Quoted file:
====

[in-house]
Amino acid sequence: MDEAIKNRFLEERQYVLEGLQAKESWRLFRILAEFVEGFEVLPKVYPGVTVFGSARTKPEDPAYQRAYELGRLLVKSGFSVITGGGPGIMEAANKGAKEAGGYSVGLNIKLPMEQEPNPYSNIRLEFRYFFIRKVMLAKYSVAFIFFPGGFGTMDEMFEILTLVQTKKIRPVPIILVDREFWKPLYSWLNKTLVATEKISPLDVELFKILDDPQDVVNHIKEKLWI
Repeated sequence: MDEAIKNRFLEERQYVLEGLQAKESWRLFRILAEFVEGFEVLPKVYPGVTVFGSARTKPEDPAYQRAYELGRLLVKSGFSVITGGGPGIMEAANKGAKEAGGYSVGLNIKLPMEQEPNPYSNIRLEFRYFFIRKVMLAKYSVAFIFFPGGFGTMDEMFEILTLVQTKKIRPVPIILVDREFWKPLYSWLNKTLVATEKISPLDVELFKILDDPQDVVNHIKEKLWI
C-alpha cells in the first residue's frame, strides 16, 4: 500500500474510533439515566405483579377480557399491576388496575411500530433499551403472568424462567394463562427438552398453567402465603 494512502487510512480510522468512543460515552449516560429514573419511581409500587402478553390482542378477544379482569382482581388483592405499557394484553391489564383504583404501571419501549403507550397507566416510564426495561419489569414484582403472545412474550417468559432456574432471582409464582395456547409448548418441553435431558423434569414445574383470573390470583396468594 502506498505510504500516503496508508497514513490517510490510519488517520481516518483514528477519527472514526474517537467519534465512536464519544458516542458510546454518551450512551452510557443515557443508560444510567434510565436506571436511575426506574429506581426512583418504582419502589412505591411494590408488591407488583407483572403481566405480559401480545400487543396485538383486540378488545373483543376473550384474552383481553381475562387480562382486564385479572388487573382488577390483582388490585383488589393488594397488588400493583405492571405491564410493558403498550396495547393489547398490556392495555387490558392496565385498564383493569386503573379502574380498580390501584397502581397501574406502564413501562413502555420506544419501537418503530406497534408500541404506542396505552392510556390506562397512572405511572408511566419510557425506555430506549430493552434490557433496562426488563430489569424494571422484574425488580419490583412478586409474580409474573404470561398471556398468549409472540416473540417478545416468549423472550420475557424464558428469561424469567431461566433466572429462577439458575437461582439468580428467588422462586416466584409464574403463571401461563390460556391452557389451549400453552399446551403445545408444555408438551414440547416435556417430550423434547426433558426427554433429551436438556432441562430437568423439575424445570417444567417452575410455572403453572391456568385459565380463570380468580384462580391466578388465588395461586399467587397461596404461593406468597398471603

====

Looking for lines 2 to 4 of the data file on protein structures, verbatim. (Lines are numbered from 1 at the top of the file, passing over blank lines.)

Amino acid sequence: MDEAIKNRFLEERQYVLEGLQAKESWRLFRILAEFVEGFEVLPKVYPGVTVFGSARTKPEDPAYQRAYELGRLLVKSGFSVITGGGPGIMEAANKGAKEAGGYSVGLNIKLPMEQEPNPYSNIRLEFRYFFIRKVMLAKYSVAFIFFPGGFGTMDEMFEILTLVQTKKIRPVPIILVDREFWKPLYSWLNKTLVATEKISPLDVELFKILDDPQDVVNHIKEKLWI
Repeated sequence: MDEAIKNRFLEERQYVLEGLQAKESWRLFRILAEFVEGFEVLPKVYPGVTVFGSARTKPEDPAYQRAYELGRLLVKSGFSVITGGGPGIMEAANKGAKEAGGYSVGLNIKLPMEQEPNPYSNIRLEFRYFFIRKVMLAKYSVAFIFFPGGFGTMDEMFEILTLVQTKKIRPVPIILVDREFWKPLYSWLNKTLVATEKISPLDVELFKILDDPQDVVNHIKEKLWI
C-alpha cells in the first residue's frame, strides 16, 4: 500500500474510533439515566405483579377480557399491576388496575411500530433499551403472568424462567394463562427438552398453567402465603 494512502487510512480510522468512543460515552449516560429514573419511581409500587402478553390482542378477544379482569382482581388483592405499557394484553391489564383504583404501571419501549403507550397507566416510564426495561419489569414484582403472545412474550417468559432456574432471582409464582395456547409448548418441553435431558423434569414445574383470573390470583396468594 502506498505510504500516503496508508497514513490517510490510519488517520481516518483514528477519527472514526474517537467519534465512536464519544458516542458510546454518551450512551452510557443515557443508560444510567434510565436506571436511575426506574429506581426512583418504582419502589412505591411494590408488591407488583407483572403481566405480559401480545400487543396485538383486540378488545373483543376473550384474552383481553381475562387480562382486564385479572388487573382488577390483582388490585383488589393488594397488588400493583405492571405491564410493558403498550396495547393489547398490556392495555387490558392496565385498564383493569386503573379502574380498580390501584397502581397501574406502564413501562413502555420506544419501537418503530406497534408500541404506542396505552392510556390506562397512572405511572408511566419510557425506555430506549430493552434490557433496562426488563430489569424494571422484574425488580419490583412478586409474580409474573404470561398471556398468549409472540416473540417478545416468549423472550420475557424464558428469561424469567431461566433466572429462577439458575437461582439468580428467588422462586416466584409464574403463571401461563390460556391452557389451549400453552399446551403445545408444555408438551414440547416435556417430550423434547426433558426427554433429551436438556432441562430437568423439575424445570417444567417452575410455572403453572391456568385459565380463570380468580384462580391466578388465588395461586399467587397461596404461593406468597398471603